In a massive security blunder, a database storing detailed information on "every voter in the US state of Louisiana" was leaked online without password protection, according to cybersecurity experts with the MacKeeper Security Research Centre.
The exposed database, titled 'Lavoter' and hosted on Google cloud IP, contained 2,919,651 voter records in total with leaked data including names, addresses, gender, race, political party IDs, voter status, registration numbers, telephone numbers and voting histories.
It remains unclear who is responsible for leaking the database online – be it an individual political group or a government department with the state of Louisiana. Bob Diachenko, researcher at MacKeeper Security Research Centre, told IBTimes UK the database has since been secured.
The team found the database as part of a weekly "Internet of Things (IoT) scanning routine" on 16 September, Diachenko said, adding the trove of voter records were exposed for roughly a week. By 19 September, public access to the files had been rescinded. IBTimes UK was provided with a sample containing 1,000 records to verify the claims.
Alongside the leak, the team assigned to investigate and verify the breach said they were shocked to find out that the state of Louisiana appears to actually sell voter records to "basically anyone willing to pay for it" for roughly $0.01 per name.
News of the security snafu is the latest in a long line of election-based troubles in the US. It follows a major hack at the Democratic National Committee (DNC), which was suspected to be orchestrated by Russian intelligence. Additionally, over 20,000 emails from the US Democratic Party were recently leaked online by whistleblowing organisation WikiLeaks.
"The current US election has shown us more than any other just how much technology has become a part of the process," Diachenko wrote in a blog post. "The negative side of that is there is no common standard of security and data protection of election and voter data.
"Voter data and elections should be considered critical infrastructure and not sold off to the highest bidder. Citizens should, at a minimum, have the right to opt out of having their data sold if they live in a state that sells voter information.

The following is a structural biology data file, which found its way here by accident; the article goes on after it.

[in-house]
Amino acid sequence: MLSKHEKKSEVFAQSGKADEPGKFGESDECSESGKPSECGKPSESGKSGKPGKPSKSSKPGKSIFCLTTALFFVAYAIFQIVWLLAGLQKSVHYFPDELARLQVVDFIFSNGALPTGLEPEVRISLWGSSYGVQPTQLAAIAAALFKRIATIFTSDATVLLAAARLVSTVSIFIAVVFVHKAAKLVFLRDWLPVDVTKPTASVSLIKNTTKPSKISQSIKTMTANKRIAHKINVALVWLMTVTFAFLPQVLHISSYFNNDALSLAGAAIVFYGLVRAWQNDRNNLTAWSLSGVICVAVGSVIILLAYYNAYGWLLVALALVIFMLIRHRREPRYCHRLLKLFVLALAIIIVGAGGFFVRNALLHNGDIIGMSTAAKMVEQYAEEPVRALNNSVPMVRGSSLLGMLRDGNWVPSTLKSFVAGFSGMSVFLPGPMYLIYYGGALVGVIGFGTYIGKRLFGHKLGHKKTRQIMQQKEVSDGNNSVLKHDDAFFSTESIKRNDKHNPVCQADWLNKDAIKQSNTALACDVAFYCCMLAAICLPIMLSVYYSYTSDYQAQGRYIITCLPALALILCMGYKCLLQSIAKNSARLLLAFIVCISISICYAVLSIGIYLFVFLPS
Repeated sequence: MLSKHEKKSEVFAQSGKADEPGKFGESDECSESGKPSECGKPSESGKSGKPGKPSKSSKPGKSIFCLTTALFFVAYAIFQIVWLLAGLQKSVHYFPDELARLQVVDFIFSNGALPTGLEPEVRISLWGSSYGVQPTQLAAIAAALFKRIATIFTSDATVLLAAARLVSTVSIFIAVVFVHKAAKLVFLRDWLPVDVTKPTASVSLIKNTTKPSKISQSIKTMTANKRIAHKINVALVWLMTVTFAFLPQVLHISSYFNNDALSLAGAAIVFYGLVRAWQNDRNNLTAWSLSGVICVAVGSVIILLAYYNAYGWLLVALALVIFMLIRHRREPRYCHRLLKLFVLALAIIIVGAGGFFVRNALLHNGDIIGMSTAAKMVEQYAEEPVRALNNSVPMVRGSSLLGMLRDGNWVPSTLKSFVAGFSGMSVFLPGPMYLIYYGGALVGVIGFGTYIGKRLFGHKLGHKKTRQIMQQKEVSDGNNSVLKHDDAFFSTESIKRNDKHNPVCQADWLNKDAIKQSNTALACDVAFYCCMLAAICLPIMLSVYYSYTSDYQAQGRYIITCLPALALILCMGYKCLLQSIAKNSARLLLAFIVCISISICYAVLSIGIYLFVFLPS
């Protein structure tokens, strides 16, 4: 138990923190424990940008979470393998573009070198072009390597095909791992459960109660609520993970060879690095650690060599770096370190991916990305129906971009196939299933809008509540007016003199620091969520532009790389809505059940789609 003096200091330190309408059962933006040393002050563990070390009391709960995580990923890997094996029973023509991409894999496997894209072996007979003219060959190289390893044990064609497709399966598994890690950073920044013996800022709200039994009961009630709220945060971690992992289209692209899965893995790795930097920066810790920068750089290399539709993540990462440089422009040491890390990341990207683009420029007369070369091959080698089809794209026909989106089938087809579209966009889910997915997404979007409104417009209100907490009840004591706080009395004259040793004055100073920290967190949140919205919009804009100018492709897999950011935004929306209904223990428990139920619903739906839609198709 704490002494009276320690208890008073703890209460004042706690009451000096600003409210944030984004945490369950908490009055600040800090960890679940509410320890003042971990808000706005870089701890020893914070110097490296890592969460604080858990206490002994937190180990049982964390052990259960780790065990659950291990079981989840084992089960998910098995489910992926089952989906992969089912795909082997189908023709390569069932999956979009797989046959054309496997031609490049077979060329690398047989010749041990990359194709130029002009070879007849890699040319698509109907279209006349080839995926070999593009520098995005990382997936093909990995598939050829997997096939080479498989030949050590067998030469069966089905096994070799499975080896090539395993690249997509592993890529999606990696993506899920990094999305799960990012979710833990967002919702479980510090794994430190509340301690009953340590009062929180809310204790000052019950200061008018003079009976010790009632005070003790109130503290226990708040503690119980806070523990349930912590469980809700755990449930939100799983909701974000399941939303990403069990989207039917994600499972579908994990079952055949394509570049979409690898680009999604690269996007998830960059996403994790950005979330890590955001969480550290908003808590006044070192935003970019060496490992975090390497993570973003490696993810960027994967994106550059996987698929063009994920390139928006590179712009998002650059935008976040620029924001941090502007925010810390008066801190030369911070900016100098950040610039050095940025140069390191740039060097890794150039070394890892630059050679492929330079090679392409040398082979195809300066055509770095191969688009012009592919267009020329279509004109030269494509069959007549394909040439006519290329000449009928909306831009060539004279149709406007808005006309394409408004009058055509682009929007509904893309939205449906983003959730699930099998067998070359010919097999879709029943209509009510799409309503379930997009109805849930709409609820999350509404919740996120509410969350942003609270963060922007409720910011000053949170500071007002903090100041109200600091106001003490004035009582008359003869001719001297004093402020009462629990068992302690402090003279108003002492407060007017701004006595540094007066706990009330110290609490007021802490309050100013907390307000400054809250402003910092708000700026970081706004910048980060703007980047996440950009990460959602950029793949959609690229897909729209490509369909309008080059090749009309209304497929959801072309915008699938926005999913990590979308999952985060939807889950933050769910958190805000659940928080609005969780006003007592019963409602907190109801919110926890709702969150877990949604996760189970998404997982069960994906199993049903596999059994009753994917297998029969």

"Why are Americans so worried about Russian hackers and protecting voter's personal data when some states will just sell it?"
Alongside the voter database, a second cache was uncovered on the same cloud IP. It was named 'Lapds, contained 6,978,508 records and is believed to be attributed to the Louisiana Department of Public Safety, the researcher said.
While not as much remains known about this database, it contained names, addresses, dates of birth, driving license numbers and other information relating to social security numbers (SSNs). The database also contained information relating to deceased voters, the researchers said.
This is not the first time that MacKeeper and its research team has uncovered massive troves of material online in an unencrypted format. One of the team's main experts, Chris Vickery, often uses the Shodan search engine to locate database errors.
In one major find, he uncovered a leaked voter database belonging to a Mexican political party that exposed 93.4 million records. Most recently, he revealed that a controversial database managed by Thomson Reuters – called World Check – that disclosed information on roughly 2.2m individuals with suspected criminal links.